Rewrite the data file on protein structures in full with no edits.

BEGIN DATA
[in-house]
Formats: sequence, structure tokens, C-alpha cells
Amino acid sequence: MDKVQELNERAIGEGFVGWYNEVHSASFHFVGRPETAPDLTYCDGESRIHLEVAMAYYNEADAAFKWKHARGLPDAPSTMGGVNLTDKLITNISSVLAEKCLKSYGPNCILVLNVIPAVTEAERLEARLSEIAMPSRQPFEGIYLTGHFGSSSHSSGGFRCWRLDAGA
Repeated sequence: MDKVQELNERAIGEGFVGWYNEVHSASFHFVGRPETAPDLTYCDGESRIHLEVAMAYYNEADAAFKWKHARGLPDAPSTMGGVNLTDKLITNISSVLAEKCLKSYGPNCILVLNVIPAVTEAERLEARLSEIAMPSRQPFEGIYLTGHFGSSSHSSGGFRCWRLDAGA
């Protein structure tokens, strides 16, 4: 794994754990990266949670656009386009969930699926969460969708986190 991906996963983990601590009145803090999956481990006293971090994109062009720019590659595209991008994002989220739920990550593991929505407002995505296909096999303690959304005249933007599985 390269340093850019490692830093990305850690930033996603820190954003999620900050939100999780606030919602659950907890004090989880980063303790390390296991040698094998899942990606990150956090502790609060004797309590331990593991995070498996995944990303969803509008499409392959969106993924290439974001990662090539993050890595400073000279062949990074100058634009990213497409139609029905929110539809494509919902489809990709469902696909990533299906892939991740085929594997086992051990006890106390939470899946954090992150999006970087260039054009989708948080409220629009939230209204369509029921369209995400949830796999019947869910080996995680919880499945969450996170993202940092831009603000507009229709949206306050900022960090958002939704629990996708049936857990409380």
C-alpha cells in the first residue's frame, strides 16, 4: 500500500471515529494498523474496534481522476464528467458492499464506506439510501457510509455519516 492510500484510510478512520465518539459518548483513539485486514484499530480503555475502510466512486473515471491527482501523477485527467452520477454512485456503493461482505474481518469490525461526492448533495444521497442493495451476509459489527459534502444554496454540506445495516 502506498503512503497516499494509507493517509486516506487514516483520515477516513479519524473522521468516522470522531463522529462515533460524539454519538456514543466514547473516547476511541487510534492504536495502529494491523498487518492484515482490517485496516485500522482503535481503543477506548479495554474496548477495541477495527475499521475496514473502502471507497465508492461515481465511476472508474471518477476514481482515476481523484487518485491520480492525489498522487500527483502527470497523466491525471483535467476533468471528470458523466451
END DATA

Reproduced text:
[in-house]
Formats: sequence, structure tokens, C-alpha cells
Amino acid sequence: MDKVQELNERAIGEGFVGWYNEVHSASFHFVGRPETAPDLTYCDGESRIHLEVAMAYYNEADAAFKWKHARGLPDAPSTMGGVNLTDKLITNISSVLAEKCLKSYGPNCILVLNVIPAVTEAERLEARLSEIAMPSRQPFEGIYLTGHFGSSSHSSGGFRCWRLDAGA
Repeated sequence: MDKVQELNERAIGEGFVGWYNEVHSASFHFVGRPETAPDLTYCDGESRIHLEVAMAYYNEADAAFKWKHARGLPDAPSTMGGVNLTDKLITNISSVLAEKCLKSYGPNCILVLNVIPAVTEAERLEARLSEIAMPSRQPFEGIYLTGHFGSSSHSSGGFRCWRLDAGA
């Protein structure tokens, strides 16, 4: 794994754990990266949670656009386009969930699926969460969708986190 991906996963983990601590009145803090999956481990006293971090994109062009720019590659595209991008994002989220739920990550593991929505407002995505296909096999303690959304005249933007599985 390269340093850019490692830093990305850690930033996603820190954003999620900050939100999780606030919602659950907890004090989880980063303790390390296991040698094998899942990606990150956090502790609060004797309590331990593991995070498996995944990303969803509008499409392959969106993924290439974001990662090539993050890595400073000279062949990074100058634009990213497409139609029905929110539809494509919902489809990709469902696909990533299906892939991740085929594997086992051990006890106390939470899946954090992150999006970087260039054009989708948080409220629009939230209204369509029921369209995400949830796999019947869910080996995680919880499945969450996170993202940092831009603000507009229709949206306050900022960090958002939704629990996708049936857990409380």
C-alpha cells in the first residue's frame, strides 16, 4: 500500500471515529494498523474496534481522476464528467458492499464506506439510501457510509455519516 492510500484510510478512520465518539459518548483513539485486514484499530480503555475502510466512486473515471491527482501523477485527467452520477454512485456503493461482505474481518469490525461526492448533495444521497442493495451476509459489527459534502444554496454540506445495516 502506498503512503497516499494509507493517509486516506487514516483520515477516513479519524473522521468516522470522531463522529462515533460524539454519538456514543466514547473516547476511541487510534492504536495502529494491523498487518492484515482490517485496516485500522482503535481503543477506548479495554474496548477495541477495527475499521475496514473502502471507497465508492461515481465511476472508474471518477476514481482515476481523484487518485491520480492525489498522487500527483502527470497523466491525471483535467476533468471528470458523466451